Cardiac benefits of exercise training in aging spontaneously hypertensive rats

    loading  Checking for direct PDF access through Ovid



To evaluate the effect of low-intensity chronic exercise training (ExT) on blood pressure (BP), as well as the cardiac alterations associated with hypertension in aging hypertensive rats.


Male spontaneously hypertensive rats (SHR; 21 months old) and their normotensive control Wistar–Kyoto (WKY) rats were submitted to low-intensity training protocol for 13 weeks. BP, cardiac morphological and morphometric analysis, as well as gene expression of fibrotic and inflammatory factors were analyzed at the end of the training period.


ExT reduced BP and heart rate in aged SHR. Left ventricle hypertrophy, collagen volume fraction and wall-to-lumen ratio of myocardium arterioles were also decreased in trained SHR. However, ExT was unable to reverse the either reduced capillary density or the cardiac myocyte hypertrophy observed in SHR as compared with WKY rats. Trained SHR showed higher metalloproteinase-2/tissue inhibitor metalloproteinase-2 (MMP-2/TIMP-2) ratio and lower levels of α-smooth muscle actin, but similar levels of connective tissue growth factor, transforming growth factor beta or IL-1 beta to that of nontrained SHR.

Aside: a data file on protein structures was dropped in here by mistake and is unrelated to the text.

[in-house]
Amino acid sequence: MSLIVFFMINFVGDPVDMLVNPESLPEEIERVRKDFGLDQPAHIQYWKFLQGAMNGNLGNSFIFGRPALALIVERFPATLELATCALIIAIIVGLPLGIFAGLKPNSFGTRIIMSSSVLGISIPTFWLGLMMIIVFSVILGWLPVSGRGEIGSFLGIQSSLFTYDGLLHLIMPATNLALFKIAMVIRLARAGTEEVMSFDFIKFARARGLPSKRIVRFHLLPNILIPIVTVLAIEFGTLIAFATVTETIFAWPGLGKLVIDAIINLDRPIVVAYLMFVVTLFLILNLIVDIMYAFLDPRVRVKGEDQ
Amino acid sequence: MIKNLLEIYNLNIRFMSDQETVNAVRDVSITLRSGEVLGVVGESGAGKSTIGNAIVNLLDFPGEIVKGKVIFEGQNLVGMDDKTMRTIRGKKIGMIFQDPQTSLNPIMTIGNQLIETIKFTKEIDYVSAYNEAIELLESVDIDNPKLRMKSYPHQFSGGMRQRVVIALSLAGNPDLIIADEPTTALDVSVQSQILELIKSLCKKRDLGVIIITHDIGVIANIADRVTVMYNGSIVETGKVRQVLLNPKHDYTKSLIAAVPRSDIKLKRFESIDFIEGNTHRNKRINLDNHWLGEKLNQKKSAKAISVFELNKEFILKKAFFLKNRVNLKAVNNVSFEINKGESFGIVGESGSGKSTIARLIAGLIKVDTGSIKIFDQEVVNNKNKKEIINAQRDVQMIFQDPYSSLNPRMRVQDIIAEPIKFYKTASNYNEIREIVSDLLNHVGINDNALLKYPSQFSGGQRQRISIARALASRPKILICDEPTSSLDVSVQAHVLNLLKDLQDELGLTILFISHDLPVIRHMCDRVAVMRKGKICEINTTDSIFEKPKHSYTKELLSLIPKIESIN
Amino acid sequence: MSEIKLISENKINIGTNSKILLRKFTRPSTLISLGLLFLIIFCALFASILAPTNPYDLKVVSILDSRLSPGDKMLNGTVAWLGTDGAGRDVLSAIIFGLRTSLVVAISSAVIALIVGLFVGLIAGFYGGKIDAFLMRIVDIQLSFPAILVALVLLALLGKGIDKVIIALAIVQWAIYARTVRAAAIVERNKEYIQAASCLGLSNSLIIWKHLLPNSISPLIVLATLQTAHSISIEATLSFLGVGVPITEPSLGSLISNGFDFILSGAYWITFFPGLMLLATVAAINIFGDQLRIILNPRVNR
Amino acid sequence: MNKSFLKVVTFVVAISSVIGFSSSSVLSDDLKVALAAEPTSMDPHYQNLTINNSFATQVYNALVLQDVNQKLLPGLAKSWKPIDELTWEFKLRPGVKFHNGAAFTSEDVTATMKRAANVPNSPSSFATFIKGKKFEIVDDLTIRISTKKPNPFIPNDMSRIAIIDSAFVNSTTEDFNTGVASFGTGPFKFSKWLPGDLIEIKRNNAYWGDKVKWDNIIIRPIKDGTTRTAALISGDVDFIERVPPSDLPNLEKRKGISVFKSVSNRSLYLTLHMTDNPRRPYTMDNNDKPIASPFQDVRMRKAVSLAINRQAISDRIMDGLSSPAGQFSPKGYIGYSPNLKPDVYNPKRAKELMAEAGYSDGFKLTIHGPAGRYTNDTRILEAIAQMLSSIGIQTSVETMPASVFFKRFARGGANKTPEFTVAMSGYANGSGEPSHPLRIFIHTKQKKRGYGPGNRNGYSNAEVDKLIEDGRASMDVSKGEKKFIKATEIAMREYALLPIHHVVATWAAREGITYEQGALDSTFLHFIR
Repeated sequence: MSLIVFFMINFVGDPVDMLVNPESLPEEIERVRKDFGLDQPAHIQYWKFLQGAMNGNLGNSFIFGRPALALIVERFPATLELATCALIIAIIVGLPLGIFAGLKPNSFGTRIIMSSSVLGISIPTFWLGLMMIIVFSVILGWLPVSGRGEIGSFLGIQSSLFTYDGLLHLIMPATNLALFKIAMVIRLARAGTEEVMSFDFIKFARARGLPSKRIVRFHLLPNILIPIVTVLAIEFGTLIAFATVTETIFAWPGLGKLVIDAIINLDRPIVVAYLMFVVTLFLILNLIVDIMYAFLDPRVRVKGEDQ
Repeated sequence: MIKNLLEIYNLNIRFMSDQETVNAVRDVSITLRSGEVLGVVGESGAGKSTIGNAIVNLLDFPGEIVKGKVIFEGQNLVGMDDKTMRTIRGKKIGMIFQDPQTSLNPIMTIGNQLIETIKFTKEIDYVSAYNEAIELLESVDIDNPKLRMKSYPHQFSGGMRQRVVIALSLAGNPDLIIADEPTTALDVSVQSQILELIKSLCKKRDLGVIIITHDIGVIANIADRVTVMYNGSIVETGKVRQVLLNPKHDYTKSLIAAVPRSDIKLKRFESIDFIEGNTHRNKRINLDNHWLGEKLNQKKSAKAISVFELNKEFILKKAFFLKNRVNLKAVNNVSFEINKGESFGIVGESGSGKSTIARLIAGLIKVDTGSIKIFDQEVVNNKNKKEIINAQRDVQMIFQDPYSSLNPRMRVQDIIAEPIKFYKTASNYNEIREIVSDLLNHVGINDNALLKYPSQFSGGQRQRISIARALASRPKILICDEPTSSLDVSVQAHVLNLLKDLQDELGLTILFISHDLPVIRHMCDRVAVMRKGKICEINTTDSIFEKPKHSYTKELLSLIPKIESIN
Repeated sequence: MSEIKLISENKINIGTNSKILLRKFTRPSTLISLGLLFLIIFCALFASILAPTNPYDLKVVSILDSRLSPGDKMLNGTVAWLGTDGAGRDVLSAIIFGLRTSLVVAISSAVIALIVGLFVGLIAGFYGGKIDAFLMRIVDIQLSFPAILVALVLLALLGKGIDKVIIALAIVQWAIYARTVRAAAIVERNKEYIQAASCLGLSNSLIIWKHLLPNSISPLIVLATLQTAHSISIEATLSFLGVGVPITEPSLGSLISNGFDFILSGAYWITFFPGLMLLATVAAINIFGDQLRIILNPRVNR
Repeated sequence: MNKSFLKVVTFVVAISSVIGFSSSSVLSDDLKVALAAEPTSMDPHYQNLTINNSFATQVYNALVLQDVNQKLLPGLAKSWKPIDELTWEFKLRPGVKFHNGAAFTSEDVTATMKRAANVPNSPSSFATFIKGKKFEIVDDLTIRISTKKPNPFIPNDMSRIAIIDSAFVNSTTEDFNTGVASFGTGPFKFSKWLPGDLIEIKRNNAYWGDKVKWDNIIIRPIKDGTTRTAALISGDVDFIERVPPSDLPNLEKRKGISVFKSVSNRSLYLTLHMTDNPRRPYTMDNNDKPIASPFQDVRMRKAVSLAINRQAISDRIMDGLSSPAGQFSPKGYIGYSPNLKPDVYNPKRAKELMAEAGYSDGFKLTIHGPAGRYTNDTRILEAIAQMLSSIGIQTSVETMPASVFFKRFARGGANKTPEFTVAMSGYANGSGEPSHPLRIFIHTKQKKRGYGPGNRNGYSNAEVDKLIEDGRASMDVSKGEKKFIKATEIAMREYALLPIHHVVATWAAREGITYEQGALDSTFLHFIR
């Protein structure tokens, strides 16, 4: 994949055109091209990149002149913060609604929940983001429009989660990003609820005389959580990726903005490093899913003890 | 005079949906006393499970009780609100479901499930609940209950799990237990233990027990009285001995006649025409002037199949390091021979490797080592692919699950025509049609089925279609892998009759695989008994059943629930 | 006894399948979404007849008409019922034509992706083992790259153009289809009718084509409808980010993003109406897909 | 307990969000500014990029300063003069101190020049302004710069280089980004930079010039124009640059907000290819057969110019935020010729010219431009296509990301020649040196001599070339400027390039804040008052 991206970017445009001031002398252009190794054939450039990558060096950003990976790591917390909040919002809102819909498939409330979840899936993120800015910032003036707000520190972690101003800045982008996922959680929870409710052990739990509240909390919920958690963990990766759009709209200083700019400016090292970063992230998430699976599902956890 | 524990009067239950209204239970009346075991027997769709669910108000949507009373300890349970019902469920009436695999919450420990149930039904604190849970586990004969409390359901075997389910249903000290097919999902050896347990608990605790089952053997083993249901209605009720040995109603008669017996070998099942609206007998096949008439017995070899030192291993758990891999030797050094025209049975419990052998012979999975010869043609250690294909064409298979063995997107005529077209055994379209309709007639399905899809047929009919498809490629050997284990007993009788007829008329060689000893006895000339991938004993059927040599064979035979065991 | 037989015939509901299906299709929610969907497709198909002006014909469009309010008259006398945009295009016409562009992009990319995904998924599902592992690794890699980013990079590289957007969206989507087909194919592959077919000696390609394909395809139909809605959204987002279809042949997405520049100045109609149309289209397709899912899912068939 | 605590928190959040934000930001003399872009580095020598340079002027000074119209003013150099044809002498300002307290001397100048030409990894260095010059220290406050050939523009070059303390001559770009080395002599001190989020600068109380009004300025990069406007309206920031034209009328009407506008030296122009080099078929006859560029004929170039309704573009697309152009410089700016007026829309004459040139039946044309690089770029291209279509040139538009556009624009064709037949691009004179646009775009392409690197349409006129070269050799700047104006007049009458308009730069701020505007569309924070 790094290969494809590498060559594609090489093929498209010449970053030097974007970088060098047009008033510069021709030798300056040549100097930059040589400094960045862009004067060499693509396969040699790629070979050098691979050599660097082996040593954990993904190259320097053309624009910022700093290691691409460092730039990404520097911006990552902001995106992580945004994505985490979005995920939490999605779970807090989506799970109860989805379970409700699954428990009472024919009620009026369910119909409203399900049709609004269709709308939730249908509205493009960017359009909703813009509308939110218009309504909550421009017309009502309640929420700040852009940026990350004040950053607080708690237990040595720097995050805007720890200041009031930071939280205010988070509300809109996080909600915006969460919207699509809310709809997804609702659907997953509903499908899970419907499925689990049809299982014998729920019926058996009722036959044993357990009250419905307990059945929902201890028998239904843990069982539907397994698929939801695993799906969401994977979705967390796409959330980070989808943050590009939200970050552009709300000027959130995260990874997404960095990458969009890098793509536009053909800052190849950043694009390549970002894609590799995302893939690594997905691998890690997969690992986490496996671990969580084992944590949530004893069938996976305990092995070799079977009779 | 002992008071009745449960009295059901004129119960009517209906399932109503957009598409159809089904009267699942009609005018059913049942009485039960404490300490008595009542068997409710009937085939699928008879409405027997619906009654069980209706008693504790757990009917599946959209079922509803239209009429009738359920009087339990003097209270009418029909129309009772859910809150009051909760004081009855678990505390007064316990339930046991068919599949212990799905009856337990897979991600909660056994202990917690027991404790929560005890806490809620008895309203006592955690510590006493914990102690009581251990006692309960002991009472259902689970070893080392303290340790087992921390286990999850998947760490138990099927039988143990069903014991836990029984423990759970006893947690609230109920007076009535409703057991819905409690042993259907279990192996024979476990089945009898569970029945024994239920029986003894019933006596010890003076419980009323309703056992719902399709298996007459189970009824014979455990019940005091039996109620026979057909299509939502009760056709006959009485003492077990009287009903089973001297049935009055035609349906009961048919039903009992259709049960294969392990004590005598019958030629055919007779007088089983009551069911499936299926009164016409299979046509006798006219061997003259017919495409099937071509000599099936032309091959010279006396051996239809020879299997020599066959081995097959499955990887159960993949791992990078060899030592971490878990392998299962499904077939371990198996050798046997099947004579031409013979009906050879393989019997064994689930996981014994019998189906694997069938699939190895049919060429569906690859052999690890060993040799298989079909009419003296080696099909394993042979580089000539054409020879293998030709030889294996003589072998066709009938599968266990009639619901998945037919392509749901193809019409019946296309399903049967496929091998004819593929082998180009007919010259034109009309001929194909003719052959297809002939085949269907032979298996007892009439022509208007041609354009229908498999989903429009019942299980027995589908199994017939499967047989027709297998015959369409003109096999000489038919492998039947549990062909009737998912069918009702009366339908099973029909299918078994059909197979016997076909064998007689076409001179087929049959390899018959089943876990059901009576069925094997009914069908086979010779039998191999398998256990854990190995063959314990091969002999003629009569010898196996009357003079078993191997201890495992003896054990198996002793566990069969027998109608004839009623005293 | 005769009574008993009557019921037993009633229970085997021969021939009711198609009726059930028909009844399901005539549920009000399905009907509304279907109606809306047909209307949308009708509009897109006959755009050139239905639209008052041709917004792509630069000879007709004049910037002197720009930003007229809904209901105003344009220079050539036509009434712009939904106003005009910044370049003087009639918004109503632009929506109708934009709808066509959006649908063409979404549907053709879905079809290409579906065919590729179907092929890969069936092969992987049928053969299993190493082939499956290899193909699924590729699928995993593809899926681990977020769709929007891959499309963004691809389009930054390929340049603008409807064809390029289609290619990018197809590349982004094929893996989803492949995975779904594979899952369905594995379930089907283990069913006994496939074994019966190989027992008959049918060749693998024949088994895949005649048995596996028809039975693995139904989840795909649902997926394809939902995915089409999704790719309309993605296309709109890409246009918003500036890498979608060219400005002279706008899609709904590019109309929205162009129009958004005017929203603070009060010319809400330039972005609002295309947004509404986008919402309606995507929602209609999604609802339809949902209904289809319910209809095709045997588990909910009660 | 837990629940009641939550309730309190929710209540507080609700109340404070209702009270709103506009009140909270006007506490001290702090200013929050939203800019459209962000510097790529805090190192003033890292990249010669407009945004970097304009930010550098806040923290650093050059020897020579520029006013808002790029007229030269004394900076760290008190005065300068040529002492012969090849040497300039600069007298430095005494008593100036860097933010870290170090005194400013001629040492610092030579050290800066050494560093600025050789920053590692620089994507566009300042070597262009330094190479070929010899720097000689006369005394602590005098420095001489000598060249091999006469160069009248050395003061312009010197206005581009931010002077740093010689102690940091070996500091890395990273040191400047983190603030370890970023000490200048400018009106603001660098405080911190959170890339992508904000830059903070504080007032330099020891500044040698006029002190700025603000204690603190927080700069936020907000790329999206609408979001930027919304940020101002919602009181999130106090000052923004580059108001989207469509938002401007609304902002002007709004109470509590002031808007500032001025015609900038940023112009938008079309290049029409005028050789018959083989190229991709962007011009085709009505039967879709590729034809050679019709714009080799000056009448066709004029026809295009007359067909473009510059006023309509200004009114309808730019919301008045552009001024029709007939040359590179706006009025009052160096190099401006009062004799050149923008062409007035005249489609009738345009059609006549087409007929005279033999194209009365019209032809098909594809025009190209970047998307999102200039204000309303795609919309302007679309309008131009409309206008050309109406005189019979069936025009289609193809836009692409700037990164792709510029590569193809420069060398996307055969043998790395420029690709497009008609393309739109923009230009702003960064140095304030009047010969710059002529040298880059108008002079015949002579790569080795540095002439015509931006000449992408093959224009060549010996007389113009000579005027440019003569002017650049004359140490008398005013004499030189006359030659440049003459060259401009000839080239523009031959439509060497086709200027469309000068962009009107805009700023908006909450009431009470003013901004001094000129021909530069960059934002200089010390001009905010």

Low to moderate-intensity chronic ExT reverses the cardiac alterations associated with hypertension: myocardial arteriole, left ventricle hypertrophy, collagen content and tachycardia. These changes could be consequence or cause of the reduction in BP observed in trained SHR. In addition, ExT does not worsen the underlying inflammatory burden associated with hypertension. Therefore, the data support a beneficial effect of ExT in aging SHR similar to that reported in young or middle-aged individuals, confirming that exercise is a healthy habit that induces cardiac improvements independently of age.

Related Topics

    loading  Loading Related Articles